HomeNewsBriefWitness Killings Deepen Mystery in Venezuela 'Narco Nephews' Case
BRIEF

Witness Killings Deepen Mystery in Venezuela 'Narco Nephews' Case

CARTEL DE LOS SOLES / 29 JUL 2016 BY VENEZUELA INVESTIGATIVE UNIT EN

At least two witnesses in a politically-charged drug case involving relatives of Venezuela's president have reportedly been murdered, raising questions about whether the so-called "narco nephews" were part of a larger trafficking operation.

According to court documents reviewed by InSight Crime, a confidential witness referred to as CW-1 informed the US Drug Enforcement Administration (DEA) in October 2015 about an alleged cocaine trafficking conspiracy involving Efrain Antonio Campo Flores and Francisco Flores de Freitas -- nephews of the wife of Venezuelan President Nicolás Maduro.

Campo and Flores currently face charges in US federal court of plotting to ship hundreds of kilograms of cocaine obtained from the Revolutionary Armed Forces of Colombia (Fuerzas Armadas Revolucionarias de Colombia – FARC) from Venezuela to Honduras and ultimately to the United States.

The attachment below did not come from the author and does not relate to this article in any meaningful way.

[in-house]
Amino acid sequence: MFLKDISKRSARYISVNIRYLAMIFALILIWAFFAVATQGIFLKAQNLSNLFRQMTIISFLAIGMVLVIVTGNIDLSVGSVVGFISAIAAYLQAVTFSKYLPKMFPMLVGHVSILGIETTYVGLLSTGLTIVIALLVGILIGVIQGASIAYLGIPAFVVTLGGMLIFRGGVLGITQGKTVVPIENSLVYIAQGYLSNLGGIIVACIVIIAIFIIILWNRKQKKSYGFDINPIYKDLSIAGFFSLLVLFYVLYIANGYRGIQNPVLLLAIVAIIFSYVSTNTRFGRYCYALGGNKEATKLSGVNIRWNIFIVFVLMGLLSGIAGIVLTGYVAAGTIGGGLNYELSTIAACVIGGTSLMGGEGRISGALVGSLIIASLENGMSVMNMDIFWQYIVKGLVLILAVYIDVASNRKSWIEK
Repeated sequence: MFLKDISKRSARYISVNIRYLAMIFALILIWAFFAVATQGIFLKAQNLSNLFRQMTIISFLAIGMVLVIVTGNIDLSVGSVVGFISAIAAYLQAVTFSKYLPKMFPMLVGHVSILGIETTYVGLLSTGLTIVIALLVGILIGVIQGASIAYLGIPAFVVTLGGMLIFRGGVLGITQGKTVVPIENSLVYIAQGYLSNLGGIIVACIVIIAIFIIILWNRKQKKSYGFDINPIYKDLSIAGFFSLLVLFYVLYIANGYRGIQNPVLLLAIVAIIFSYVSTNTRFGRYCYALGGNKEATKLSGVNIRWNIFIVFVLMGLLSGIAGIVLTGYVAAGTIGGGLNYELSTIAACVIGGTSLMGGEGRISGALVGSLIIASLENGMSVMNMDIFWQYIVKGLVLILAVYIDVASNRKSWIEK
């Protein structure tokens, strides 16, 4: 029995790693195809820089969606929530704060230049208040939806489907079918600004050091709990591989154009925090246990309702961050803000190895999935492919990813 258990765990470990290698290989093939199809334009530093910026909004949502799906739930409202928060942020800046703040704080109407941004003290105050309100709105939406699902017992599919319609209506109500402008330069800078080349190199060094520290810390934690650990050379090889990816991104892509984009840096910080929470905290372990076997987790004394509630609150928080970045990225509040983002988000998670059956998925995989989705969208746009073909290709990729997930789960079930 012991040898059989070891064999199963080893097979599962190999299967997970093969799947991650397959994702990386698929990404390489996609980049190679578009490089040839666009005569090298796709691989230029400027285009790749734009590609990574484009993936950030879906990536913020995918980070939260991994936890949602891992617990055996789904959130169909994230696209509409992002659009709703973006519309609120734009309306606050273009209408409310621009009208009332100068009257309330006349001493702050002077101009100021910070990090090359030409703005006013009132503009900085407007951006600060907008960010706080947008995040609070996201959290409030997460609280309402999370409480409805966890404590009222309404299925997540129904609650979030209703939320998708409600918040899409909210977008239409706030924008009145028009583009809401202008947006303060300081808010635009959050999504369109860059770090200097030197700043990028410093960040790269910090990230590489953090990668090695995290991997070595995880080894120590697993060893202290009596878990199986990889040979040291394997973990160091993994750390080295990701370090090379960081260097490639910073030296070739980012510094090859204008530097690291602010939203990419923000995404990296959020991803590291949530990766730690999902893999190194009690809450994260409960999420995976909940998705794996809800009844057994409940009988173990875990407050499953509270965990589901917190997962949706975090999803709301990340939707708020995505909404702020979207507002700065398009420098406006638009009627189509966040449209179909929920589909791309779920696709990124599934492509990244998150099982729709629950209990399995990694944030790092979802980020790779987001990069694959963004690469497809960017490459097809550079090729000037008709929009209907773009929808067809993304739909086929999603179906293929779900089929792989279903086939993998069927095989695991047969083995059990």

The nephews were arrested in a November 10, 2015, sting operation in Haiti. CW-1 was killed less than a month later in Honduras.

The court documents describe CW-1 as a "Honduras-based drug trafficker" who began cooperating with the DEA shortly after he was indicted in May 2015 on drug charges in the United States. CW-1 was also known as "El Sentado" (The Seated One) because he was confined to a wheelchair as a result of an accident.

Flores and Campo met El Sentado through a Venezuelan contact referred to as "Hamudi," who introduced the two to El Sentado's employee "El Flaco," also known as "El Negrito." El Flaco eventually introduced Flores and Campo to a confidential source known as CS-1, or "The Mexican," who provided evidence against the nephews to the DEA. 

According to the court documents, Hamudi was murdered just 15 days before Maduro's nephews were arrested.

The Miami Herald, citing anonymous sources "familiar with the situation," reported on July 28 that two DEA informants involved with the Flores and Campo case have been killed "by the drug suppliers of the Venezuelan nephews."